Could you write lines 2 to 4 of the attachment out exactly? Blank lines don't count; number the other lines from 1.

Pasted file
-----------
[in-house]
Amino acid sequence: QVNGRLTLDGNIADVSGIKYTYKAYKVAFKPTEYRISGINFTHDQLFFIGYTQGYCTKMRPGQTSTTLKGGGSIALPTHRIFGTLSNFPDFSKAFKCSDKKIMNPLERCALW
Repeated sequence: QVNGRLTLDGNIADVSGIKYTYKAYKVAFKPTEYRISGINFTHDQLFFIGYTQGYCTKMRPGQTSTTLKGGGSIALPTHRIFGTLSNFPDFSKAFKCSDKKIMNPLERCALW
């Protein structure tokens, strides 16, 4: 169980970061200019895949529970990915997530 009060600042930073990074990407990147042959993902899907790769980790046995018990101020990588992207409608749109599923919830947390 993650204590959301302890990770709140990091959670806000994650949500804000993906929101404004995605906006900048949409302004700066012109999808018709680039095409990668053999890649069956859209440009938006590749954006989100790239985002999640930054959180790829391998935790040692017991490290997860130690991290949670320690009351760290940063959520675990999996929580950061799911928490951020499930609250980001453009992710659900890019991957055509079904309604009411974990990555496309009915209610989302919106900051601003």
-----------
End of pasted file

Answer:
Amino acid sequence: QVNGRLTLDGNIADVSGIKYTYKAYKVAFKPTEYRISGINFTHDQLFFIGYTQGYCTKMRPGQTSTTLKGGGSIALPTHRIFGTLSNFPDFSKAFKCSDKKIMNPLERCALW
Repeated sequence: QVNGRLTLDGNIADVSGIKYTYKAYKVAFKPTEYRISGINFTHDQLFFIGYTQGYCTKMRPGQTSTTLKGGGSIALPTHRIFGTLSNFPDFSKAFKCSDKKIMNPLERCALW
């Protein structure tokens, strides 16, 4: 169980970061200019895949529970990915997530 009060600042930073990074990407990147042959993902899907790769980790046995018990101020990588992207409608749109599923919830947390 993650204590959301302890990770709140990091959670806000994650949500804000993906929101404004995605906006900048949409302004700066012109999808018709680039095409990668053999890649069956859209440009938006590749954006989100790239985002999640930054959180790829391998935790040692017991490290997860130690991290949670320690009351760290940063959520675990999996929580950061799911928490951020499930609250980001453009992710659900890019991957055509079904309604009411974990990555496309009915209610989302919106900051601003």